State of the Unions
To shore up its conservative credentials and strengthen marriage, the Bush administration is proposing to spend $1 billion over five years to teach marital skills to poor couples. States would add up to $500 million.
The proposal, called the Healthy Marriages Initiative, builds on a generation of scholarship. Numerous studies show that children living with both biological parents are much more likely to stay healthy and do well in school.
According to Tony Perkins, president of the Family Research Council, "It reverses 30 to 40 years of public policy that actually hurt marriage."
Wade Horn, an assistant secretary at the U.S. Department of Health and Human Services, said the Bush initiative would teach couples and singles how to talk about the four hot spots of relationships—chores, parenting, money, and intimacy.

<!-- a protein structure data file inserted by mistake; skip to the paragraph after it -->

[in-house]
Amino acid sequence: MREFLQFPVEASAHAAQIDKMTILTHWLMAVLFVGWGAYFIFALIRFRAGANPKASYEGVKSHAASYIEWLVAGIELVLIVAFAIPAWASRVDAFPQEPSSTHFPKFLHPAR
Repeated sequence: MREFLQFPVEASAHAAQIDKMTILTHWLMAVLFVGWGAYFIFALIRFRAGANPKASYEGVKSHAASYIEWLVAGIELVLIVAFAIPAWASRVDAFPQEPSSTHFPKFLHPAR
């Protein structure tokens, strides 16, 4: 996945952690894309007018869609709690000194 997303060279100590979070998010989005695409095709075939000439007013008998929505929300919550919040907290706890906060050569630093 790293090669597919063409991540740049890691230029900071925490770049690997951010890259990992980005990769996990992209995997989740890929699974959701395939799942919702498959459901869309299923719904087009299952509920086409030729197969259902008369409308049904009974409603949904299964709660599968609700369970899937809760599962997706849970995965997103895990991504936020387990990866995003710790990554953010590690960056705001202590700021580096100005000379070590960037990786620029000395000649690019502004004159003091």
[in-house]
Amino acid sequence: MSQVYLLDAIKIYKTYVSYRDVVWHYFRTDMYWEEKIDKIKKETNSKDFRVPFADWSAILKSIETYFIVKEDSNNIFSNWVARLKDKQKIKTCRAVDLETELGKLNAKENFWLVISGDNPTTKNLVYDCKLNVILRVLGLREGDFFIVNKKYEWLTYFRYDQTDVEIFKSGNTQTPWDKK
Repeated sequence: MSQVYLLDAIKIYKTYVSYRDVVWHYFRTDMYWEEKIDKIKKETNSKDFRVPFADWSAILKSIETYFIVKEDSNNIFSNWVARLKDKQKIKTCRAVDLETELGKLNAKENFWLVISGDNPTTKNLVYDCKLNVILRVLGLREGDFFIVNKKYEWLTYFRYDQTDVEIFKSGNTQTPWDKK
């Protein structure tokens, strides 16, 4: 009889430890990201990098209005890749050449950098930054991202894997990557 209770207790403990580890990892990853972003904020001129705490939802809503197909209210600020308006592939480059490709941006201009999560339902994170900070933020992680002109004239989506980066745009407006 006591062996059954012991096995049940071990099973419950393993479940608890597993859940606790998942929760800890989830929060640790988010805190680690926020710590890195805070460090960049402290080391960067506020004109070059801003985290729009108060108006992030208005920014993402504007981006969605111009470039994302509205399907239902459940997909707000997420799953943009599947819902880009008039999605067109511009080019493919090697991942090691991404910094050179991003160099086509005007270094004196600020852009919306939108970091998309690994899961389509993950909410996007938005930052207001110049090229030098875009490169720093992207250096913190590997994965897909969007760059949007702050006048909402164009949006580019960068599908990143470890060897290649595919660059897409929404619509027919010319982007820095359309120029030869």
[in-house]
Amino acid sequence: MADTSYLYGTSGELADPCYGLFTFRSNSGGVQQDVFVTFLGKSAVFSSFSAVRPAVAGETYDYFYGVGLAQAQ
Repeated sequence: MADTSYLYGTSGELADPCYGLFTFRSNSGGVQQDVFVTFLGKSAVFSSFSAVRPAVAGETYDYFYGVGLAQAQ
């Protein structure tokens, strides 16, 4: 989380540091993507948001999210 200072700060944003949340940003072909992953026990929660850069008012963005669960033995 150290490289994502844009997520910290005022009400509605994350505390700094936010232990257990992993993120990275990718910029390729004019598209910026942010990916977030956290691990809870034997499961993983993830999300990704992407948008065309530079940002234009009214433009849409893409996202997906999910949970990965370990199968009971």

Howard Markman, codirector of marital and family studies at the University of Denver, said numerous studies have shown that couples can learn relationship skills. He admits that no scholarly studies so far have shown such programs reduce divorce rates.
The initiative would give states $120 million a year and require them to match that amount. Churches would apply for a separate $120 million annually with no matching requirements.
A recent study showed that clergy in Denver did a better job of teaching about marriage than trained staff in secular programs, Markman said. "They can reach out to members of the community and be trusted, because they're held in such high regard."
Our sister publication Marriage Partnership has plenty more on marriage in America.
More on marriage includes:
Nuptial Agreements | Two models of marriage claim biblical warrant and vie for evangelicals' allegiance. Advocates of ...